I am very pleased to present this Q&A with Leonardo Maffei, a member of the Jaguar Conservation Program of the Wildlife Conservation Society in Peru. If you recall the headlines from 2004 about the “mother lode” of jaguars in Bolivia, Leonardo was one of the authors of that paper. I appreciate Leonardo taking time to share his thoughts with us.
Leonardo Maffei Q&A
- How did you become interested in wildlife in general and jaguars specifically?
When I was young I wanted to be a paleontologist, but living in Bolivia that was impossible (no paleontology career in the university, nor much place for this kind of specialist), so I decided for the best option available, biology. Once in the university, I started working at the Natural History Museum, and there I developed an interest in wildlife. And since starting to work in the field I developed an interest in jaguars, first with camera trapping projects in Gran Chaco and then as the survey coordinator of WCS’ Jaguar Conservation Program.
- In 2004, you were part of a study that got a great deal of publicity regarding the number of jaguars in Kaa-Iya del Gran Chaco National Park in Bolivia. Nearly a decade later, what is the status of jaguars in that park?
I’m still working at Kaa Iya National Park and (from my point of view) jaguars are still safe there, maybe not increasing nor decreasing. The Kaa Iya is so large (34.000 km²) that can harbor a large population with no problem. However, this does not mean that there are no problems. Landowner pressure, some illegal hunting and some industrial projects eventually put in danger the conservation of wildlife and the park in general, especially on the edges.
What’s one thing that has surprised you about your work with jaguars?
Getting my first camera trap photos (that was back in the era of films). The sensation of scanning a negative and see a beautiful jaguar in the screen, from a photo taken in a place you’ve been several times… that was priceless.
You have done a lot of work with camera trapping of jaguars and other wildlife. What’s the main advantage, and conversely, the main disadvantage of using camera traps in your research?
The advantages are so many, that would be impossible to number all of them here. The main one is the possibility to study animals that are barely seen; even with camera traps, we have register animals that we did not even knew they existed in the area. Unfortunately, working with camera traps, the disadvantages are many too: from expensive cameras that did not work from the moment they were removed from the box, to seeing large jaguar tracks in front of a camera trap, and then realizing that the camera inexplicably did not work and took no photo.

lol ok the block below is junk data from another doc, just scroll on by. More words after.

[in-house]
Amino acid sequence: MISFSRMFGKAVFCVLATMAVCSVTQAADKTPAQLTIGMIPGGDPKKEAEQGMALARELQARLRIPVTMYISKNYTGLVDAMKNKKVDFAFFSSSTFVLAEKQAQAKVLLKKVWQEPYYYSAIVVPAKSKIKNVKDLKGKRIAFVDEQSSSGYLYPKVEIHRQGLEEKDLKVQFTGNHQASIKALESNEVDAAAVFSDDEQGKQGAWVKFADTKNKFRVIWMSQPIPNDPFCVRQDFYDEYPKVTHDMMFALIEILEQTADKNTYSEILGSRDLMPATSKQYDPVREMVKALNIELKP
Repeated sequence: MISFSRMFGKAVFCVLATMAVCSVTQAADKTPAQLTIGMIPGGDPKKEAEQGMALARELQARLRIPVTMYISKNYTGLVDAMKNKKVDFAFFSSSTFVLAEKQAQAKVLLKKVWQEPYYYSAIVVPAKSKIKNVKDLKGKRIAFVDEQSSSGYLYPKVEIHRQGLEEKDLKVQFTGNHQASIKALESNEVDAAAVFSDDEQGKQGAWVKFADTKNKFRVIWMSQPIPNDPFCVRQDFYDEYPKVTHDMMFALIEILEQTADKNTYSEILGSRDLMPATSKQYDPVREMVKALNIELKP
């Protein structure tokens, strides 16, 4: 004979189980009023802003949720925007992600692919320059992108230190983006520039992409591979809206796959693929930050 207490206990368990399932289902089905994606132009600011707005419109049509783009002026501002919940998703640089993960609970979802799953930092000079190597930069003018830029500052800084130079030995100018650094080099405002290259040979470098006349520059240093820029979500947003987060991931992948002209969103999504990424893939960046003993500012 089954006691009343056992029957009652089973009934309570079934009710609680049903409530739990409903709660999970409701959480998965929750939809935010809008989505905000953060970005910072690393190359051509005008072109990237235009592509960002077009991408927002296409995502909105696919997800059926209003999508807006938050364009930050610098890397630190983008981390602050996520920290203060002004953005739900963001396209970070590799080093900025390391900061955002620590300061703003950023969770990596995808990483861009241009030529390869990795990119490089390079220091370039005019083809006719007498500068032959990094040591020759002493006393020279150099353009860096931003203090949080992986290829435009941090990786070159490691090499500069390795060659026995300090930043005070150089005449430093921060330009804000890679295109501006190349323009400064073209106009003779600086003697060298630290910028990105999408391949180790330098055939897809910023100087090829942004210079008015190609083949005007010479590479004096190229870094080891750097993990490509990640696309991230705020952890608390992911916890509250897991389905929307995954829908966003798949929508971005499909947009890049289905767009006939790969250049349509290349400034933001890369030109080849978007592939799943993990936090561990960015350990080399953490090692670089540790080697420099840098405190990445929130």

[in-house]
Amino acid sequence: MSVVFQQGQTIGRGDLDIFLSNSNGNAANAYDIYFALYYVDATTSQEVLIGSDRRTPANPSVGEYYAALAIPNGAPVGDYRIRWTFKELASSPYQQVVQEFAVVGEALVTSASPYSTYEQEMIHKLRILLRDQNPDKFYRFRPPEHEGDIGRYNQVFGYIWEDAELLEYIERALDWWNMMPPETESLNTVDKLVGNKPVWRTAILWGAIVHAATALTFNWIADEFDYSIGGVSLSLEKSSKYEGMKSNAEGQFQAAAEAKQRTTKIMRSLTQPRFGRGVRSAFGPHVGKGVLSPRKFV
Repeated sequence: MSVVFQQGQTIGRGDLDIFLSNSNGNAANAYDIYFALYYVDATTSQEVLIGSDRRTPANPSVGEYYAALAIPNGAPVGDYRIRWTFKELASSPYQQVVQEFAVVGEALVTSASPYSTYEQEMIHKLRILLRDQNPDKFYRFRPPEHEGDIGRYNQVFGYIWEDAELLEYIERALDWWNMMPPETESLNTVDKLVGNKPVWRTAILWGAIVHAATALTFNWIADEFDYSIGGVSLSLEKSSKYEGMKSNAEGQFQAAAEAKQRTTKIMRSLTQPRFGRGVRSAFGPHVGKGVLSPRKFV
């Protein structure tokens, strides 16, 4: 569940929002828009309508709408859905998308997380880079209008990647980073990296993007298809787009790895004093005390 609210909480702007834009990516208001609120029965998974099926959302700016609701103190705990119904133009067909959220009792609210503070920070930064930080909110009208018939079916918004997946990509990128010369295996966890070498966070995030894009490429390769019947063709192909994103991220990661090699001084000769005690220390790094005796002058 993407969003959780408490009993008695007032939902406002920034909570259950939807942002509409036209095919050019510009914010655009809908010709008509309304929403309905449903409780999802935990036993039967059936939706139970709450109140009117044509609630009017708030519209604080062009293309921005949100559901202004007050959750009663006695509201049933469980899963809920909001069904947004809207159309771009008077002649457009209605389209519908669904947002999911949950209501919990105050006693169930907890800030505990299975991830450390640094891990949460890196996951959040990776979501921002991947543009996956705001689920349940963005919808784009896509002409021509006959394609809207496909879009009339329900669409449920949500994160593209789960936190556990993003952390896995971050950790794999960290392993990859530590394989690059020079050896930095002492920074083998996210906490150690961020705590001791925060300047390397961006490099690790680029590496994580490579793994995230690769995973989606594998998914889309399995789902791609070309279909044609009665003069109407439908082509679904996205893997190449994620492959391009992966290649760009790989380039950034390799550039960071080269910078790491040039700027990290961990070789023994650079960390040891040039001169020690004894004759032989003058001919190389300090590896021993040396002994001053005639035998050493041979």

What is your opinion of eco-tourism based around habituated jaguars?
In the area that I work that is not exploited yet. I know of such projects in the Pantanal, Brazil, where it is easier to see jaguars (& they are used to seeing people). My opinion in this case is if the money coming from those tourism activities goes to protect jaguars it is OK.
Can you share a memorable field experience?
I don’t have much to say. Just once I was checking the camera traps in a trail, alone, and walking I saw a jaguar walking ahead of me in the same direction (I was following it), as there was a lot of undergrowth I rushed to be close enough to take a nice pic of the back of the animal. But then I realized I was alone and the jaguar could be scared of me running after it (and defend itself), so I preferred to stop and let it go…
Speaking personally and not professionally, what does the jaguar mean to you?
Jaguars are great, fascinating, their intense yellow color with the spots pattern makes them unique. But on the other side, I think that every species of wildlife has its charm…
What, in your opinion, is the greatest threat to the continued existence of healthy numbers of wild jaguars?
Undoubtedly, the advance of the agriculture/cattle ranching frontier. When forest is logged and transformed into pastures/cultures in small patches, animals start to approach them (or field people go into the forest to hunt), and every jaguar becomes a dead jaguar. The intrusion of humans into their habitat, plus the fear of people of being harmed by jaguars (either themselves or their animals), makes every jaguar that is seen, eventually end up shot.
What’s next for you? What questions are still unanswered about jaguars that you’d like to crack?
Well, I think there are no questions I want to review, just better actions for jaguar conservation. Forests are being transformed in a super high speed, and people are starting live with jaguars, so I think our challenge for species conservation is to promote education programs and biological education so people can live in the forest without wiping out the wildlife.
Anything else you’d like to add?
Thanks for the interview 🙂